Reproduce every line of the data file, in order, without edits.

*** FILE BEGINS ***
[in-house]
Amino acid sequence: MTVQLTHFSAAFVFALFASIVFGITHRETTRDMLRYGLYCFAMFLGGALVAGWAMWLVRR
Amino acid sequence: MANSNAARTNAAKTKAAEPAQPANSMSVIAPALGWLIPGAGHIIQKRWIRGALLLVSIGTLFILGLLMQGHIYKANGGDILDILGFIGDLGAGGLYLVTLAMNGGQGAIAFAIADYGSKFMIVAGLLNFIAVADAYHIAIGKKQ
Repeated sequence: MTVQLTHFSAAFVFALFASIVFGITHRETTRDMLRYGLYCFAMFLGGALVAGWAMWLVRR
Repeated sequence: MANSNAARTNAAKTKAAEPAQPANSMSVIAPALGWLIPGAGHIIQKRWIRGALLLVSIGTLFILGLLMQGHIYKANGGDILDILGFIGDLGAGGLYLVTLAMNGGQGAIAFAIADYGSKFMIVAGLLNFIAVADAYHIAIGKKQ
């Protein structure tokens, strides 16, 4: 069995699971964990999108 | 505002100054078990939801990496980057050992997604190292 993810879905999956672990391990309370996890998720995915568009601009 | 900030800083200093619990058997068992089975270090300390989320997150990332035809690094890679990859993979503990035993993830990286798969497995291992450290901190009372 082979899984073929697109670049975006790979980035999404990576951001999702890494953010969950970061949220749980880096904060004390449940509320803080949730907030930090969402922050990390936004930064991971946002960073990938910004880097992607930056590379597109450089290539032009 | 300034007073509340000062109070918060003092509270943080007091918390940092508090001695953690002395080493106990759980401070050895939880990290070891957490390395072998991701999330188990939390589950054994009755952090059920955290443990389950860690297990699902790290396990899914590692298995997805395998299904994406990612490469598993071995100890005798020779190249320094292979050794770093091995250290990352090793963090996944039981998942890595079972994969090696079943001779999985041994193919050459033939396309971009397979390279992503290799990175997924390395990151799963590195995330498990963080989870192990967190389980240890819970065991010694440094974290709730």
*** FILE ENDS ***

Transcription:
[in-house]
Amino acid sequence: MTVQLTHFSAAFVFALFASIVFGITHRETTRDMLRYGLYCFAMFLGGALVAGWAMWLVRR
Amino acid sequence: MANSNAARTNAAKTKAAEPAQPANSMSVIAPALGWLIPGAGHIIQKRWIRGALLLVSIGTLFILGLLMQGHIYKANGGDILDILGFIGDLGAGGLYLVTLAMNGGQGAIAFAIADYGSKFMIVAGLLNFIAVADAYHIAIGKKQ
Repeated sequence: MTVQLTHFSAAFVFALFASIVFGITHRETTRDMLRYGLYCFAMFLGGALVAGWAMWLVRR
Repeated sequence: MANSNAARTNAAKTKAAEPAQPANSMSVIAPALGWLIPGAGHIIQKRWIRGALLLVSIGTLFILGLLMQGHIYKANGGDILDILGFIGDLGAGGLYLVTLAMNGGQGAIAFAIADYGSKFMIVAGLLNFIAVADAYHIAIGKKQ
């Protein structure tokens, strides 16, 4: 069995699971964990999108 | 505002100054078990939801990496980057050992997604190292 993810879905999956672990391990309370996890998720995915568009601009 | 900030800083200093619990058997068992089975270090300390989320997150990332035809690094890679990859993979503990035993993830990286798969497995291992450290901190009372 082979899984073929697109670049975006790979980035999404990576951001999702890494953010969950970061949220749980880096904060004390449940509320803080949730907030930090969402922050990390936004930064991971946002960073990938910004880097992607930056590379597109450089290539032009 | 300034007073509340000062109070918060003092509270943080007091918390940092508090001695953690002395080493106990759980401070050895939880990290070891957490390395072998991701999330188990939390589950054994009755952090059920955290443990389950860690297990699902790290396990899914590692298995997805395998299904994406990612490469598993071995100890005798020779190249320094292979050794770093091995250290990352090793963090996944039981998942890595079972994969090696079943001779999985041994193919050459033939396309971009397979390279992503290799990175997924390395990151799963590195995330498990963080989870192990967190389980240890819970065991010694440094974290709730």